The Boy at the Back of the Class – Review – Sheffield Lyceum Theatre

The Boy at the Back of the Class – Review – Sheffield Lyceum Theatre (2)

By Clare Jenkins, March 2024

Earlier this week, a seven-year-old girl drowned in northern France after a boat carrying asylum-seekers capsized in a canal a few miles from the English Channel. In January, a 14-year-old boy died in similar circumstances. Not for the first time, campaigners are asking the British Government – with its talk of ‘swarms’ and ‘invasions’ – to look into the treatment of unaccompanied children seeking asylum here.

So this stage version of Onjali Q. Rauf’s award-winning 2018 children’s novel remains tragically relevant. It tells the story of Ahmet, a nine-year-old Syrian boy who’s escaped bombs in his own country only to lose his sister to the sea and his parents to God knows what fate. He finds himself alone in a strange land, living with foster parents, at a school where he can’t understand his classmates (he can’t speak English, they don’t speak Kurdish).

Tormented by class bully Brendan (a sprawling, menacing Joe McNamara), he’s befriended by the self-styled ‘A team’ of four, led by Alexa (a flawless performance from Sasha Desouza-Willock, teaming gaucheness with innocence, kindness and real strength of character).

The Boy at the Back of the Class – Review – Sheffield Lyceum Theatre (1)

“Playful energy”

“It’s not bad to be different,” she says at one point, reflecting on her own fatherless state (he’d died a few years earlier). “It’s just… different.”

The quartet discover that Ahmet (Farshid Rokey) is a whizz at football, do their best to protect him, offer him fluffy Lemon Sherbets, and set about trying to reunite him with his parents. Their adventure takes them right up to the gates of Buckingham Palace, as they attempt to pass on their appeal to the Queen (voiced by Dame Vanessa Redgrave).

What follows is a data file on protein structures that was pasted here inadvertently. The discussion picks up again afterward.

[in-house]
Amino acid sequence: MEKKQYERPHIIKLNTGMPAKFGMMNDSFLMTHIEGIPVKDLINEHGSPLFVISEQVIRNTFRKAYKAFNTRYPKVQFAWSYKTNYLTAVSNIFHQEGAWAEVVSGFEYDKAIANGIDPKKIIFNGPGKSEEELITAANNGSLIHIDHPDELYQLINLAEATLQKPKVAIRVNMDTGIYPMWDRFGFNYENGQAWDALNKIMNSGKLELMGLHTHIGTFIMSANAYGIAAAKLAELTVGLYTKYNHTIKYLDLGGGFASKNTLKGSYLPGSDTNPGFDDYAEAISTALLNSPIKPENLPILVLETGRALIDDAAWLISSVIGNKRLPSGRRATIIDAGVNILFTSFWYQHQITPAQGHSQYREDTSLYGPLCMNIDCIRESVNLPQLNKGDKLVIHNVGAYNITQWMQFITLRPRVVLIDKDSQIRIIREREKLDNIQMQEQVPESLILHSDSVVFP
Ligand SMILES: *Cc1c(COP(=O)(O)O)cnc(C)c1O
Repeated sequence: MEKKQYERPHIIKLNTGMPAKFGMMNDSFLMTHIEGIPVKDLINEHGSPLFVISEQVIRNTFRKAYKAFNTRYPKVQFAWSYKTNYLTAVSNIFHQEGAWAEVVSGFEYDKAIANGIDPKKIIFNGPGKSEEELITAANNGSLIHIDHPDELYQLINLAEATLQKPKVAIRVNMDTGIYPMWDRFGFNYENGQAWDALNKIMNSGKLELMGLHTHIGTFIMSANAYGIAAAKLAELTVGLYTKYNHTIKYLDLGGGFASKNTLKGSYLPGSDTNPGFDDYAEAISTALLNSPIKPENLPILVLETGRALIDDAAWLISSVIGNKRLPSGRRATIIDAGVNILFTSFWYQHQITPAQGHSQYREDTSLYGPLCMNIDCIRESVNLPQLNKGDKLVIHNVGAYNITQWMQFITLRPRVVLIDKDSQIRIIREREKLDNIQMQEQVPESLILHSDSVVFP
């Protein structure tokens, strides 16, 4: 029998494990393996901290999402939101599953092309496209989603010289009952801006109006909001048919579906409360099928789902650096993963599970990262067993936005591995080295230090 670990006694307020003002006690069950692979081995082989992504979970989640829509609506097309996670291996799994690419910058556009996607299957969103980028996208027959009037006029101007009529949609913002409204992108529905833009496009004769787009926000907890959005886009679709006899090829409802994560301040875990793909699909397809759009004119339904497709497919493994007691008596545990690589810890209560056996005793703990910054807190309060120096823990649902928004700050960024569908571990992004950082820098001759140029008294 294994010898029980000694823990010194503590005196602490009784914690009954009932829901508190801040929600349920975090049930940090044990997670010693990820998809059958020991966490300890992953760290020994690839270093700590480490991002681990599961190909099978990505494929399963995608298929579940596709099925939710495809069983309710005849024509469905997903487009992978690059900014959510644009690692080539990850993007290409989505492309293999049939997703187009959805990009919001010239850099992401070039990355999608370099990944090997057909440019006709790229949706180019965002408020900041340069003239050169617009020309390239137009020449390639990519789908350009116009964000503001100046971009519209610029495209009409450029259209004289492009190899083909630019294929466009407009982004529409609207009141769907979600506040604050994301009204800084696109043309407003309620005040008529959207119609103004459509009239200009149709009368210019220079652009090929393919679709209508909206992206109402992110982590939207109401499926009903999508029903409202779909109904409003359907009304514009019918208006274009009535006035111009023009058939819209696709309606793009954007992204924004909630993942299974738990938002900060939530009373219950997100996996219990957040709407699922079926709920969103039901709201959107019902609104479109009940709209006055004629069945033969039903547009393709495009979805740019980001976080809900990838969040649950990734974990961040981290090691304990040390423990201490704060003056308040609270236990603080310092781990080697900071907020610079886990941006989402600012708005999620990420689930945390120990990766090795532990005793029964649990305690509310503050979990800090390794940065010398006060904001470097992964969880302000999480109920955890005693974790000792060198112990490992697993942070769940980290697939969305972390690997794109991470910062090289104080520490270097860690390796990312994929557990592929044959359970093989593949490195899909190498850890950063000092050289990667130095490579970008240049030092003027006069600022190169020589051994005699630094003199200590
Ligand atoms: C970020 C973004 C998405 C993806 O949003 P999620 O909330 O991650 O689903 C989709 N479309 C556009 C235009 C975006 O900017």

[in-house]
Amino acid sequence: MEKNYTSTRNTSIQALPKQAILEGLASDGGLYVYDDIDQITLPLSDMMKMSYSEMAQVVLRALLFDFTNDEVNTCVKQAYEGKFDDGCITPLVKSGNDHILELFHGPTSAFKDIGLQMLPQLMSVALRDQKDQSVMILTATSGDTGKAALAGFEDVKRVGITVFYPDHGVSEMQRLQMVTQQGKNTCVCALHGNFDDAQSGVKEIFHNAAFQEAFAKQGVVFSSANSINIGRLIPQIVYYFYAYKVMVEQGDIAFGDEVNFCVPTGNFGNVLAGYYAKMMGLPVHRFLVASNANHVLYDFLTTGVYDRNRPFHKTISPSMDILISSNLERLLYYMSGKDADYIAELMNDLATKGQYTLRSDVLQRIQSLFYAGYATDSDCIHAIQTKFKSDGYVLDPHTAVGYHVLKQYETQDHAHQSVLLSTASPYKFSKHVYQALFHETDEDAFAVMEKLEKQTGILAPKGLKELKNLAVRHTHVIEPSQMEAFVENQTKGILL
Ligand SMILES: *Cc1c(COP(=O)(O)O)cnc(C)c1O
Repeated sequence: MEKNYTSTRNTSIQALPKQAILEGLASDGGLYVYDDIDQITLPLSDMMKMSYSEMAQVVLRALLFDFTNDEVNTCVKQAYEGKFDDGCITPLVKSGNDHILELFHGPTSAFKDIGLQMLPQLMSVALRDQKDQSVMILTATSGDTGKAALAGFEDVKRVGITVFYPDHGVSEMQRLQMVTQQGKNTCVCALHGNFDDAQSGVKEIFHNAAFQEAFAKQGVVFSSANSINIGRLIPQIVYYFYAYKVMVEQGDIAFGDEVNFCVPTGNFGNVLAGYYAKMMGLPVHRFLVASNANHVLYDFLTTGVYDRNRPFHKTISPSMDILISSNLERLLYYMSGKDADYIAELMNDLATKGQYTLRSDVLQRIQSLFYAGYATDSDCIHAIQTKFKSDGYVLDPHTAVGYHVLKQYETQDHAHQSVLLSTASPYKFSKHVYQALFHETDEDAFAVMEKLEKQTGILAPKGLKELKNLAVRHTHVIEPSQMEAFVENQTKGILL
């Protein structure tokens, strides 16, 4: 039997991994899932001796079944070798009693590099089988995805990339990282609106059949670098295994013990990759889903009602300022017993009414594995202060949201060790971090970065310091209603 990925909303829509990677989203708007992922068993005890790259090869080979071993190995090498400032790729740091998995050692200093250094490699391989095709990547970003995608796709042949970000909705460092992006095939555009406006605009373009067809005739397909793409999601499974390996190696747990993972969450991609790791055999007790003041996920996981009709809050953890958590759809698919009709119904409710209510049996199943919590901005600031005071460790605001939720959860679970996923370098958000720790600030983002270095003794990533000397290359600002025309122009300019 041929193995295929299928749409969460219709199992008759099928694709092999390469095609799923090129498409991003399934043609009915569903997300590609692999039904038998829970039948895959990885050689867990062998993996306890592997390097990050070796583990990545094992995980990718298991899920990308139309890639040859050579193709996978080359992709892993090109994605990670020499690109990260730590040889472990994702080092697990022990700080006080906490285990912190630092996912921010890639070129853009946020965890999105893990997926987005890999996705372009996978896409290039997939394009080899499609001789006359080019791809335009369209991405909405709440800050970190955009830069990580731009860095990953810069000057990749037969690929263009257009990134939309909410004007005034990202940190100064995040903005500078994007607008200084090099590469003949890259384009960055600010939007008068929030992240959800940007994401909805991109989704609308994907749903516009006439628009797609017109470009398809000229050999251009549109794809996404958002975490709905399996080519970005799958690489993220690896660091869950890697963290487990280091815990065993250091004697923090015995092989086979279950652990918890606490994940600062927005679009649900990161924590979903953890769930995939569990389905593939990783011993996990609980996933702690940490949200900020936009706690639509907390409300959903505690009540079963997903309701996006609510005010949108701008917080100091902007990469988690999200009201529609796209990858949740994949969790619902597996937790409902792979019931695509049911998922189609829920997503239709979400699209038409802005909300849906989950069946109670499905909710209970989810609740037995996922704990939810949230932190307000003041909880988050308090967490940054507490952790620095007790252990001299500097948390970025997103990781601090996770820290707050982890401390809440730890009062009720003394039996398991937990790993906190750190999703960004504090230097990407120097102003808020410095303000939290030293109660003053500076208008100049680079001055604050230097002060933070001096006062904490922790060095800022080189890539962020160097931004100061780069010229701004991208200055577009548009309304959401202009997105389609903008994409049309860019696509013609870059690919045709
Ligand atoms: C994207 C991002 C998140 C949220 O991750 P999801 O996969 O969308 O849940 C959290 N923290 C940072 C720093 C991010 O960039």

Directed by Monique Touko with heaps of playful energy, and aimed at 9-12-year-olds (enthusiastically making up maybe half the Tuesday night audience), the play is a heartstring-tugging celebration of friendship and bravery. Nick Ahad’s adaptation gets the balance between educational and engaging right 90pc of the time, with lots of laugh-out-loud lines. The duff notes are struck mainly by the appearance of a mortarboard-wearing, moustachioed, Bovril-drinking old racist duffer of a teacher who seems to have wandered in from the 1950s Jimmy Edwards TV comedy Whacko!

The scene where Alexa and her Mum (a kindly Priya Davdra) try to buy pomegranates for Ahmet also drags and sags. And occasionally the script is a tad heavy-handed in its moralising, as when Brendan’s smugly prejudiced parents chunter on about “sneaky, filthy refugees…we’re a soft touch over here… in France they bulldoze the camps”.

The Boy at the Back of the Class – Review – Sheffield Lyceum Theatre (3)

“Works a treat”

Finally, just to be picky, when in these days of declining print newspapers did you last hear anyone shout “Extra! Extra! Read all about it!”

Those reservations aside, the adults playing the children (Abdul-Malik Janneh, Petra Joan-Athene, Gordon Millar, Zoe Zak, together with Desouza-Willock) are all pitch-perfect. They fidget, gurn, gawkily twist this way and that, hang upside down from Lily Arnold’s deceptively simple set (a gymnasium-inspired playground-cum-schoolroom-cum everything else), dance and prance and perform somersaults. Which may sound fey, but actually works a treat – within minutes, you’ve entered their world. A world where asking questions of adults, listening to the answers, then making up your own minds, is the only way to make sense of things.

As Alexa says, “It’s not that hard to understand each other if we just listen.” Or, to quote teacher Mrs Khan (Priya Davdra again – there’s a lot of doubling up of roles) quoting Harper Lee’s To Kill a Mockingbird: “You never really understand a person until you walk around in their shoes”.

A message, perhaps, for all the anti-immigration politicians of this world?

The Boy at the Back of the Class is at Sheffield Lyceum until Saturday, then on tour until June
images: Manuel Harlan


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